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Review

NETs and CF Lung Disease: Current Status and Future Prospects

Department of Pediatrics, Carver College of Medicine, University of Iowa, Iowa City, IA 52242, USA
*
Author to whom correspondence should be addressed.
These authors contributed equally to this work.
Antibiotics 2015, 4(1), 62-75; https://doi.org/10.3390/antibiotics4010062
Received: 30 October 2014 / Accepted: 5 January 2015 / Published: 15 January 2015
(This article belongs to the Special Issue Antimicrobial Peptides)

Abstract

:
Cystic Fibrosis (CF) is the most common fatal monogenic disease among Caucasians. While CF affects multiple organ systems, the principle morbidity arises from progressive destruction of lung architecture due to chronic bacterial infection and inflammation. It is characterized by an innate immune defect that results in colonization of the airways with bacteria such as Staphylococcus aureus and Pseudomonas aeruginosa from an early age. Within the airway microenvironment the innate immune cells including epithelial cells, neutrophils, and macrophages have all been implicated in the host defense defect. The neutrophil, however, is the principal effector cell facilitating bacterial killing, but also participates in lung damage. This is evidenced by a disproportionately elevated neutrophil burden in the airways and increased neutrophil products capable of tissue degradation, such as neutrophil elastase. The CF airways also contain an abundance of nuclear material that may be originating from neutrophils. Neutrophil extracellular traps (NETs) are the product of a novel neutrophil death process that involves the expulsion of nuclear material embedded with histones, proteases, and antimicrobial proteins and peptides. NETs have been postulated to contribute to the bacterial killing capacity of neutrophils, however they also function as a source of proteases and other neutrophil products that may contribute to lung injury. Targeting nuclear material with inhaled DNase therapy improves lung function and reduces exacerbations in CF and some of these effects may be due to the degradation of NETs. We critically discuss the evidence for an antimicrobial function of NETs and their potential to cause lung damage and inflammation. We propose that CF animal models that recapitulate the human CF phenotype such as the CFTR−/− pig may be useful in further elucidating a role for NETs.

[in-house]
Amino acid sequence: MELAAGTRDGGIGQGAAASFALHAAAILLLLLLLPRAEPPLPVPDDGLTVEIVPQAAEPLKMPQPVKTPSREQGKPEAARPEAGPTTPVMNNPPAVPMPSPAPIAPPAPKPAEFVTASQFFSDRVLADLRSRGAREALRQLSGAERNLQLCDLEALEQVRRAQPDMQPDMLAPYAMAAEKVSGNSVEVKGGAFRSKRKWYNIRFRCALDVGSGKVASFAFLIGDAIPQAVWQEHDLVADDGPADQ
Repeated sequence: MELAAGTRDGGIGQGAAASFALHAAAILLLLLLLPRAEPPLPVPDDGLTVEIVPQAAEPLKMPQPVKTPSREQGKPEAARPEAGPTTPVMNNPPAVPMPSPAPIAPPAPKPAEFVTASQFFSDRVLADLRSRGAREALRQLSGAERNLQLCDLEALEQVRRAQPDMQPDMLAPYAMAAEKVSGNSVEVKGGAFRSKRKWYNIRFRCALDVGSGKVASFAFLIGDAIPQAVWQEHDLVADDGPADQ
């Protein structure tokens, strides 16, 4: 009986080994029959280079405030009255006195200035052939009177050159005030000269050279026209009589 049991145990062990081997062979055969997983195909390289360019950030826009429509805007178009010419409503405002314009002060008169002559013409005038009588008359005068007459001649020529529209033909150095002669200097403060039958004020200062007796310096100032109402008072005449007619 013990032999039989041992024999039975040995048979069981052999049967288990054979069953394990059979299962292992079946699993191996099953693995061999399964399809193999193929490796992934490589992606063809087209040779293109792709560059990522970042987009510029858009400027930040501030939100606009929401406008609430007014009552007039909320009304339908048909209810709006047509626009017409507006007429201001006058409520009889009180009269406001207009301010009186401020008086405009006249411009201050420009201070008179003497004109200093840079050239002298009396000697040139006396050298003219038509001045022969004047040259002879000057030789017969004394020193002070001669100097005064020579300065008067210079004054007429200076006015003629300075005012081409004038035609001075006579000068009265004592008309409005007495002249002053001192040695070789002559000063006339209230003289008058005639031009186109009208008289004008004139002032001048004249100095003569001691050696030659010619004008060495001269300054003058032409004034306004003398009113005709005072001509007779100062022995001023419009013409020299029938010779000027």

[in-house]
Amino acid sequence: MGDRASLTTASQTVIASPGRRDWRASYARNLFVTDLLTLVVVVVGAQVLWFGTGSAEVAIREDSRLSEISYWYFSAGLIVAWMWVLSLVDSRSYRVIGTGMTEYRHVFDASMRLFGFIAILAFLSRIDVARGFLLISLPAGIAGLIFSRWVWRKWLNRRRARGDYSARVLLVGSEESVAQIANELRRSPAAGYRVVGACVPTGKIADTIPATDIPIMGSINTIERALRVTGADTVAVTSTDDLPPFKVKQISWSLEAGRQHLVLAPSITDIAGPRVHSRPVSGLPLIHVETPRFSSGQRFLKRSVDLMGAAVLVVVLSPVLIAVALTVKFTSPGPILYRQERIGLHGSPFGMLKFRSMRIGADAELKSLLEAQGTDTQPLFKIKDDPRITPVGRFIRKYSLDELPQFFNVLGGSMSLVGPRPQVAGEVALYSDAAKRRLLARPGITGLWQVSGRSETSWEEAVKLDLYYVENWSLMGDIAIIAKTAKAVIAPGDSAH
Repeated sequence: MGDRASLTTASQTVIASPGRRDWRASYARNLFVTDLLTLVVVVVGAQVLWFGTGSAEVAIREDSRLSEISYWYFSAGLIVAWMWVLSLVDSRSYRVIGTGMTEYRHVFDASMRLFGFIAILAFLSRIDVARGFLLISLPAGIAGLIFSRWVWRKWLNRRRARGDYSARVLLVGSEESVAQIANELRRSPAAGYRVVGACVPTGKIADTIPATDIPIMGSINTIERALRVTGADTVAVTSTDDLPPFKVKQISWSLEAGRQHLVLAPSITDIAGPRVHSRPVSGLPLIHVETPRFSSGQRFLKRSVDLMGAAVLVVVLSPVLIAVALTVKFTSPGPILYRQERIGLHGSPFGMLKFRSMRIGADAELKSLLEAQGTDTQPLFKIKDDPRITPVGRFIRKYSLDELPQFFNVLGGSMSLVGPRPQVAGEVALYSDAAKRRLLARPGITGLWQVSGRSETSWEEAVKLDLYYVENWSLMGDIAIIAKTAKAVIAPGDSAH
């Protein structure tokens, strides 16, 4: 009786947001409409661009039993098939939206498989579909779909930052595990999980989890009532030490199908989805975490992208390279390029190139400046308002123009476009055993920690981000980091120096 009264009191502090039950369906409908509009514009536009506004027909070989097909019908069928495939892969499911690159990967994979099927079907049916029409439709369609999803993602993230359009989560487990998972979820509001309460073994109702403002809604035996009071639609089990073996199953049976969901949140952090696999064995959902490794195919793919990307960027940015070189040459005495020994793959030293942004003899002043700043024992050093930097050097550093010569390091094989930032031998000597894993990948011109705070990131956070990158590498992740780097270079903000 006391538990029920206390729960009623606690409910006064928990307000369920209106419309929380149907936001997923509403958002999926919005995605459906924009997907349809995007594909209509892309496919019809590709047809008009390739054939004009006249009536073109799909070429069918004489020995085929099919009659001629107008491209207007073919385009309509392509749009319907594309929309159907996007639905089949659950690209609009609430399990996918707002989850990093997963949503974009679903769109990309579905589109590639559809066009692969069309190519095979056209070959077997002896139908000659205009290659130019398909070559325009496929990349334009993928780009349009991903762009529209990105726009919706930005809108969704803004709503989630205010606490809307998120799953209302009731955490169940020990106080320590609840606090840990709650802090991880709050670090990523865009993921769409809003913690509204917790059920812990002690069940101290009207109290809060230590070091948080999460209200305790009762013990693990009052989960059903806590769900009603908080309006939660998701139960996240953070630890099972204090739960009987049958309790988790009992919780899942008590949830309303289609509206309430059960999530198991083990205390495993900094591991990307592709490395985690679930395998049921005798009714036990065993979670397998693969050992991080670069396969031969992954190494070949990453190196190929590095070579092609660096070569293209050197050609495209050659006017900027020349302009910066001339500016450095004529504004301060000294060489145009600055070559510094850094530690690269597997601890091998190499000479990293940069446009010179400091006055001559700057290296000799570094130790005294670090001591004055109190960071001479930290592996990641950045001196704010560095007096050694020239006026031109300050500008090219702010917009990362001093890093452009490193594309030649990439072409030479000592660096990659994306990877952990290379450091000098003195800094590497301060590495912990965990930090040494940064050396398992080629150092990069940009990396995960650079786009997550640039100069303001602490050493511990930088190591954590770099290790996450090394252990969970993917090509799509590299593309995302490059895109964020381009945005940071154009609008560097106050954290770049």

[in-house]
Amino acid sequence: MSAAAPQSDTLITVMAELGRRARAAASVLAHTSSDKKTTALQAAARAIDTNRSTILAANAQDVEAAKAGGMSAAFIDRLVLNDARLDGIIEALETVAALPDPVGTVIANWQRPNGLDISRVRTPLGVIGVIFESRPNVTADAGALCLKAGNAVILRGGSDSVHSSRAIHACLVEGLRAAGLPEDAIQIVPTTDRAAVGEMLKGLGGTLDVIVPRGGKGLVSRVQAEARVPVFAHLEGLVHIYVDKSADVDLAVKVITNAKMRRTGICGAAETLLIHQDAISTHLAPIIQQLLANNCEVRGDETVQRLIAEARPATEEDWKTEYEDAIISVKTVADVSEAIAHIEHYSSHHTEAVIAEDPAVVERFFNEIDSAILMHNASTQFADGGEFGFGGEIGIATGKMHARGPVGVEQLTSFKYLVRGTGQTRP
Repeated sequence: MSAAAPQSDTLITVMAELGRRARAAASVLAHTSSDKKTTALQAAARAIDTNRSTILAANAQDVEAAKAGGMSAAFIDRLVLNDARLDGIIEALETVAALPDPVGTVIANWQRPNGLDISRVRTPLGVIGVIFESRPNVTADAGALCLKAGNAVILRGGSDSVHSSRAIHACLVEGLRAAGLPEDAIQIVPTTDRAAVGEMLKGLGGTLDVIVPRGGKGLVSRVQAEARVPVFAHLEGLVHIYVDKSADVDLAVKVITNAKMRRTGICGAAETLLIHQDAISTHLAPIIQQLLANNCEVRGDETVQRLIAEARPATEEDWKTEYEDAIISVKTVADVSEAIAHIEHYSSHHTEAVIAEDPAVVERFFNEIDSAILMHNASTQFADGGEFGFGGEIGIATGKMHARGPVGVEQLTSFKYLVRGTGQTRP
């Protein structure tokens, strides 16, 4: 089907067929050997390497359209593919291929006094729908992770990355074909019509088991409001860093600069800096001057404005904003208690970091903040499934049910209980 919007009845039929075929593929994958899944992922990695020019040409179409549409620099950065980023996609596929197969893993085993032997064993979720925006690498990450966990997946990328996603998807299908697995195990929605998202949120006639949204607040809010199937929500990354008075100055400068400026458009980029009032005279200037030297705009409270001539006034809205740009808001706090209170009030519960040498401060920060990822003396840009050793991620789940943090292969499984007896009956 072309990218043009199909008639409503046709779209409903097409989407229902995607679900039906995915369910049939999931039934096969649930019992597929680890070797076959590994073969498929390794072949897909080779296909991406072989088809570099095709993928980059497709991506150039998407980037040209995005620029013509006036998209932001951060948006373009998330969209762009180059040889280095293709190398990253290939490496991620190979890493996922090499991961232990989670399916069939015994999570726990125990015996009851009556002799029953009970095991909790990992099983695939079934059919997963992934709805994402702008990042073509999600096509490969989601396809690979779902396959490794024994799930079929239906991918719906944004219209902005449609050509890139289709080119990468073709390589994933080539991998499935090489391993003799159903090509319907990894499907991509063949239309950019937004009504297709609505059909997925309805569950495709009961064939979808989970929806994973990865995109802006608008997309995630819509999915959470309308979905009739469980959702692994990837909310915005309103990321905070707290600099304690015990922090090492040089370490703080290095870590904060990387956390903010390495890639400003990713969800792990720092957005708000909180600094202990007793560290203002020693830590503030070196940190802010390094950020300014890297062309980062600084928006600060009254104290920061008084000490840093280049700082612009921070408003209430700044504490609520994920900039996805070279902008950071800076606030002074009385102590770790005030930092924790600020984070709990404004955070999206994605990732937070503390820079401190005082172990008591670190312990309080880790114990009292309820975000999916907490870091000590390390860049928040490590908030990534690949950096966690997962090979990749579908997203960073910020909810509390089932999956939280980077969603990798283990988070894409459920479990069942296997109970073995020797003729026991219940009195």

1. Introduction